Thus, the prior art provides a distribution charge pump that provides a positive high voltage output signal in response to a logic `1` input signal. However, the fact that the positive high voltage output signal goes to VPP+VtMp2, a voltage level higher than the optimum level for programming (i.e., VPP), could cause high voltage-related problems in the flash cells being programmed. These high voltage problems include breakdown, punch-through and field-transistor turn-on.
The efficiency of the distribution charge pump is related to the sizes of the threshold voltages VtMp1 and VtMP2. For the charge pump to have optimum efficiency it is desirable for both threshold voltages to be as low as possible for the given operating conditions. For example, at low temperatures, VtMP1 and VtMP2 might be 0.7V and -0.3V, respectively, and, at high temperatures, VtMp1, and VtMP2 might be 0.5V and -0.5V, respectively. Due to these low thresholds, when the pump is off (especially at high temperatures), there is likely to be significant leakage between the VPP node to node C via the transistors MP1 and MP2. This is caused by the fact that, when node C is at ground, the transistor MP2 (with a negative Vt) is able to turn on, causing the voltage at node B to go to approximately 0.5V. Because this is the same as VtMP1, this causes the transistor MP1 to turn on, which allows leakage current to flow between the VPP and ground nodes. Leakage is a problem for two reasons. First, it wastes power. Second and more important, as VPP is a relatively weak, internally-generated power supply voltage, the leakage current could cause the VPP voltage level to sag, which could affect memory operations that require a stable VPP.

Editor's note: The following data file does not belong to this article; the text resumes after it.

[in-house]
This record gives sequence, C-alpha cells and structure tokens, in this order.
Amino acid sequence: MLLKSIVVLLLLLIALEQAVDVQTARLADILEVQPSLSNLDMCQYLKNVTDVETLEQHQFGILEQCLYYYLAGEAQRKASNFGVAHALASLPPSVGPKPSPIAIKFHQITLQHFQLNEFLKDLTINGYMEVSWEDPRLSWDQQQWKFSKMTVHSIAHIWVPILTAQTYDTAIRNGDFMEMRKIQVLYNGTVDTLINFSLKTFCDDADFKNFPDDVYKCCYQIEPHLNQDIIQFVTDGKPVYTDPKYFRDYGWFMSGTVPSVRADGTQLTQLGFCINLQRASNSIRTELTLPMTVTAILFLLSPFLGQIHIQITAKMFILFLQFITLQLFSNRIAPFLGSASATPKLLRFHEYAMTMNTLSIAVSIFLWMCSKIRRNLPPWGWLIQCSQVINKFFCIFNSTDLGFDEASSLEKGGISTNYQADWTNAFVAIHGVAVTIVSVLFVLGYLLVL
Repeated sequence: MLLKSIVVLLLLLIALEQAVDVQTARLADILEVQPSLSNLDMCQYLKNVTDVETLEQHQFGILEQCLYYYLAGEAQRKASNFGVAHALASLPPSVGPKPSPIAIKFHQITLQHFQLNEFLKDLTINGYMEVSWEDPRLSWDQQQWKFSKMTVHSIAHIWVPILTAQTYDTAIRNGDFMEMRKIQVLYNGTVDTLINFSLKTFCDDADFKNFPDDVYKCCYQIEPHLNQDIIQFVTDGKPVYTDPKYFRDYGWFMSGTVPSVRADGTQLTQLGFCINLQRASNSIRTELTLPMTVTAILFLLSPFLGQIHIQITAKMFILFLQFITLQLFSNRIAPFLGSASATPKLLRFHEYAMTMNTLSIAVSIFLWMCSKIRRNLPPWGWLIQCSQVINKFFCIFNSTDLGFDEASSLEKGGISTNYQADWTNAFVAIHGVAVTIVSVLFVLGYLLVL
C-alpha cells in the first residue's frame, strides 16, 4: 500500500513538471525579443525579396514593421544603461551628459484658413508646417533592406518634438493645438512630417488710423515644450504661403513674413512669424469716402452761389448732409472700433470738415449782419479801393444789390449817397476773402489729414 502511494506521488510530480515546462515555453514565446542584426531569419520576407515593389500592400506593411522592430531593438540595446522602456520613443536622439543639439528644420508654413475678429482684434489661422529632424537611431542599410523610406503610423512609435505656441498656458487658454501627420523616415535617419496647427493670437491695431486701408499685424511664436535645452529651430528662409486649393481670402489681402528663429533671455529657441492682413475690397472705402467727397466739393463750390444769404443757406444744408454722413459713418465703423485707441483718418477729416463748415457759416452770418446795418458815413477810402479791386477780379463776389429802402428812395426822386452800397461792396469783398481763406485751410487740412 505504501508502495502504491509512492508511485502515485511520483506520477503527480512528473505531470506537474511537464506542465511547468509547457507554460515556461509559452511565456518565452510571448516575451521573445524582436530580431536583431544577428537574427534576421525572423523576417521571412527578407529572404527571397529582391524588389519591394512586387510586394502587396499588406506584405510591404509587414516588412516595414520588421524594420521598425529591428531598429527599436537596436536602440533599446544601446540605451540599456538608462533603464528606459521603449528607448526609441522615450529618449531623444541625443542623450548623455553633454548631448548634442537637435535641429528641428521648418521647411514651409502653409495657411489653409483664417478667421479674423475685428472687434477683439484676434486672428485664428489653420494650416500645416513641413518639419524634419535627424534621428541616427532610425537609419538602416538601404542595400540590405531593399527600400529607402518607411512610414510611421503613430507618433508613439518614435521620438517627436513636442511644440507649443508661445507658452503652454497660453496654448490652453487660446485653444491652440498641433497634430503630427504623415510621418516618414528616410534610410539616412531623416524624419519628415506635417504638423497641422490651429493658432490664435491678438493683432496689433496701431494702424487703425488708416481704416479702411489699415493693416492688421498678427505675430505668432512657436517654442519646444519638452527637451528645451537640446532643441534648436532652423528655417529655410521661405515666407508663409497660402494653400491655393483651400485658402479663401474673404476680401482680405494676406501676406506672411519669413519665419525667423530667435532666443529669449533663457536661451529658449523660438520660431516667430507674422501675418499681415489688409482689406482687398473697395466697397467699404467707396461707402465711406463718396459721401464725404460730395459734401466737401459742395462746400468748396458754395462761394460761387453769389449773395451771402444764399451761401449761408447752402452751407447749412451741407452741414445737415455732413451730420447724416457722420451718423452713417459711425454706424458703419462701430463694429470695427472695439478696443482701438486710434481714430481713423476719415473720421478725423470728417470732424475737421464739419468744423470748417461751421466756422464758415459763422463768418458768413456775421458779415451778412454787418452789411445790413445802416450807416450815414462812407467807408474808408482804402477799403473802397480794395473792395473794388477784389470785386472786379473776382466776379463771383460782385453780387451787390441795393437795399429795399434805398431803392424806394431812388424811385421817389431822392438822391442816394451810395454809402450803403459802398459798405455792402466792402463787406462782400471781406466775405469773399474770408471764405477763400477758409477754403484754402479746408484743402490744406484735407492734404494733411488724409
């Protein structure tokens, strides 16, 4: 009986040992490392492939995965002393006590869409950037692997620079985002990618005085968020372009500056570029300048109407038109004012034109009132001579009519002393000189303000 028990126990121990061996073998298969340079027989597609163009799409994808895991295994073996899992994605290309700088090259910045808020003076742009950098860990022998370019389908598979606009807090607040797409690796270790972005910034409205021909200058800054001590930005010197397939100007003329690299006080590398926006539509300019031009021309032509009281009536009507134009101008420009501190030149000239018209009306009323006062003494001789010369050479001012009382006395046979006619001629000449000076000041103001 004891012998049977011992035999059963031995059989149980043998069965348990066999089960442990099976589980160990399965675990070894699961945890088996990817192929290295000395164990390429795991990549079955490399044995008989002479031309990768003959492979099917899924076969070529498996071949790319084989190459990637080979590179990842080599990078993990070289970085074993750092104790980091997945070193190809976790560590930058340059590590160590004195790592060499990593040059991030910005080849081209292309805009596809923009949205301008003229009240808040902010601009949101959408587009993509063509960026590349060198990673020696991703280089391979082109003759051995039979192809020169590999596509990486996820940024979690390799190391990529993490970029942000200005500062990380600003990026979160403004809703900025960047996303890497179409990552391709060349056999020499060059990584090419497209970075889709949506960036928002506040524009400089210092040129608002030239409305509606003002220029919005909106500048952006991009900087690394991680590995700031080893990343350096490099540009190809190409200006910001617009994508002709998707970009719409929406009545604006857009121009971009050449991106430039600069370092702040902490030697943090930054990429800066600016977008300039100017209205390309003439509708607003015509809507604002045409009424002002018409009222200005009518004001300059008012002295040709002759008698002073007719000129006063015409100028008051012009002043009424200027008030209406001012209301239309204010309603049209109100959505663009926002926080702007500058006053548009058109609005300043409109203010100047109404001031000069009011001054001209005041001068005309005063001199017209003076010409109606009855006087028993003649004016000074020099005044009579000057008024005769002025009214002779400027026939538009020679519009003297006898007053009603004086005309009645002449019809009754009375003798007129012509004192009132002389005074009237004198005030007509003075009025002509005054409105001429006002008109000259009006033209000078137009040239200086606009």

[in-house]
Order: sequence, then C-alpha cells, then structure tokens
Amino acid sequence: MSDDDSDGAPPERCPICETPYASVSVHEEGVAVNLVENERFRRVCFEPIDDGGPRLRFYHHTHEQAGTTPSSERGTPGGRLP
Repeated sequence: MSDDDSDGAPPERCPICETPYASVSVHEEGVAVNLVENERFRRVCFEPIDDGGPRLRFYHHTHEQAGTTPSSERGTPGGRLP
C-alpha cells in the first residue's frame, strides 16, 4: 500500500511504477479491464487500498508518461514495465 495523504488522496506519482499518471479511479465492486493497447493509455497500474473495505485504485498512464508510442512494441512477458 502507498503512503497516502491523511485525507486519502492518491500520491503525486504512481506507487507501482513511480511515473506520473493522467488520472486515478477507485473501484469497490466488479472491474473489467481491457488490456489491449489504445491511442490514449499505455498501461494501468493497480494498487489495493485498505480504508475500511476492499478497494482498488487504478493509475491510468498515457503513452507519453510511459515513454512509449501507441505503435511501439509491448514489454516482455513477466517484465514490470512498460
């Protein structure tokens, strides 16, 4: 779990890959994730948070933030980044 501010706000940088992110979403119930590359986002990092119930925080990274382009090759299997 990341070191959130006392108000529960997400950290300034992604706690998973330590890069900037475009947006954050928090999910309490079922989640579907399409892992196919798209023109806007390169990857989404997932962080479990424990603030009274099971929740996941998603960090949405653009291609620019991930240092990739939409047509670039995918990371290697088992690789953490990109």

The present invention is a distribution charge pump for use in an EEPROM/flash memory array that prevents leakage from a VPP node to ground (GND) whenever the pump is inactive.
More specifically, the present invention is a distribution charge pump that includes a charge pump section and a biasing network (120). The charge pump section is implemented entirely without high voltage p-channel devices and has an input coupled to an input signal, an output coupled to an output signal and a clock input coupled to an externally-generated clock signal. The charge pump section is configured, when the input signal and the clock signals are active, to pump the output signal approximately to a program voltage (VPP) that is established at the VPP node. The biasing network, which is responsive to the same input signal, is configured to reduce current leakage by the charge pump from the VPP node when the input signal is inactive.